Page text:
Canadian Yachting May 2015 - (Page 78)
CROSSING THE LINE
By John Morris
Boating, Part 6:
Explaining Sailing to Powerboaters
For many powerboat owners, the world of sailing is a complete
mystery. After all, if god had meant boats to be powered by wind,
why would she have invented the stern drive?
The questions you have always wanted to ask sailors are summarized below.
Q: At 6 mph - Why would you bother?
A: You've heard the expression 'getting there is half the fun.'
Well, the extrapolation is straightforward, the slower you go, the
greater proportion of fun. Therefore sailing from point A to
Point B versus simply going replaces a 'trip' with an 'experience.'
Getting there is 95% of the fun. Or so you are meant to believe.
Q: How do sails work?
A: When heated by the sun, the triangular sails create a vaccuum.
The vaccuum is filled by the Bernouli principal, the boat's angle
of attack between the keel and the sail create a moment of force
as illustrated by these vectors, providing velocity at a pre-calculated angle to the mean wind direction. Oh, never mind.
Q: Why do sailboats have motors anyhow?
A: First, a little history. Sailing vessels have not always had
engines; many had slaves to row when they were becalmed. For
the Vikings, having those galley slaves necessitated feeding them
and thus was born the all-you-can-eat midnight smorgasbord.
Later still, they also needed to be entertained and the Shania
Twain Revue on D-Deck was created and the Duty Free Tory
Burch leathergoods shop. Pretty soon this mutated into the
Norwegian Princess leaving sailboaters to fend for themselves.
Fortunately, the finicky single cyclinder diesel was invented and
sailors have attempted to make them function ever since.
Q: Do all sailors drive Volvos?
Consider the Moth class, an 11-foot, cat rigged, Aussie invented dinghy with hydrofoils capable of 30 knots. OK, on the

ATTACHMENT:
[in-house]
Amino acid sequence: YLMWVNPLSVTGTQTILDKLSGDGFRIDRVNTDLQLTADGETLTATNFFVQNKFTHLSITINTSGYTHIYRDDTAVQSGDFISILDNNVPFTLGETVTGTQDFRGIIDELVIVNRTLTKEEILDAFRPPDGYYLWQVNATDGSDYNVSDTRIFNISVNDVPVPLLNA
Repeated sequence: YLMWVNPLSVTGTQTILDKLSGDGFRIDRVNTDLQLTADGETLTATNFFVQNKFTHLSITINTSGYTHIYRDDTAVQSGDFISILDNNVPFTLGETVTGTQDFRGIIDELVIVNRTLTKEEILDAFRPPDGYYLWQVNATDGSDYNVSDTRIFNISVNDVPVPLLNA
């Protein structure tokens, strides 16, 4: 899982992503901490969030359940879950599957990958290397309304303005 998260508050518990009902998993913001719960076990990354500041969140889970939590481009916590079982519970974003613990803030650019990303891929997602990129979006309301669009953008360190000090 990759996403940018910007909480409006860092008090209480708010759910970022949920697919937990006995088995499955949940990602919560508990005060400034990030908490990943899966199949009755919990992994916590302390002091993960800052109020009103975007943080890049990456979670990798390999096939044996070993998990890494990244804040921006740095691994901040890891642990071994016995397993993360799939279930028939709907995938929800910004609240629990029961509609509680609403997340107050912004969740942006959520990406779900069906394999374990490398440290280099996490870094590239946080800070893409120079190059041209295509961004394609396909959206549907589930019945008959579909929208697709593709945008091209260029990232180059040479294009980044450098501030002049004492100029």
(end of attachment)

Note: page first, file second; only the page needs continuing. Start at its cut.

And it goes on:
other hand; a Malibu runabout, capable of 32 knots. So sailboats can go as fast as power boats as you can see from Figure
A above, but may not be able to get the same quality of dates.
A: Traditionally the Tilley hat and the faded mustard colour
Volvo wagon were sure signs that you were a sailor. Soon, even
sailors felt this was too geeky so they grew beards and wore flannel shirts. This style has now been appropriated by Brooklyn
hipsters, so for this summer the sailing community has
embraced neon spandex shorts and tri-cornered hats so they can
better fit into the marina environment.
Q: Can you have sex on a sailboat?
Q: What happens when there's no wind.
A: There are two recorded incidents of actually having sex on a
sailboat. In one case, Renaldo Cuthbertson snuck his lovely
sweetheart Suzie into his uncle's boatbuilding shed and the
young couple celebrated their newfound romance on a recently
completed boat deck adjacent to a bale of fiberglass batting.
Suzie developed an extraordinary rash as a result and to this day
hasn't said a kind word about Renaldo.
On another occasion, a young couple sailing a 24-foot Shark
were attempting to spend weekend on their new boat. They
were nestled into the compact Vee-berth at anchor when an aluminum bass boat went by and the resulting wake bounced the
Shark quite noticeably and in the very confined veeberth...well, anyhow.
A: Racing is an addiction for many sail owners. The principal is
simple enough - you start at a fixed mark, spend several frustrating hours racing between that mark and another distant mark
finally ending up back where you started having accomplished -
well what exactly have you accomplished? Then you have a beer.
When there is no wind, this process is shortened to the delight
of all concerned, who are basically only in it for the beer.
Canadi an Yachti ng
Q: Wouldn't you really rather have a powerboat?
Go figure *
Table of Contents for the Digital Edition of Canadian Yachting May 2015
Vantage Point: Fuelling your dreams
Waterfront: CPS Boating Tools on Video, Sneak Peeks at New models launching, Trent Severn Rideau Waterway update and much more...
Club Profile: Vancouver Rowing Club
Feature: Sharon Green: Sailing Photographer
Destination: Ghost Lake
Destination: Georgian Bay Six-pack
Destination: New York Canals
Power Review: Beneteau GT 35
Crossing the Line: Explaining Sailing to Powerboaters
Canadian Yachting May 2015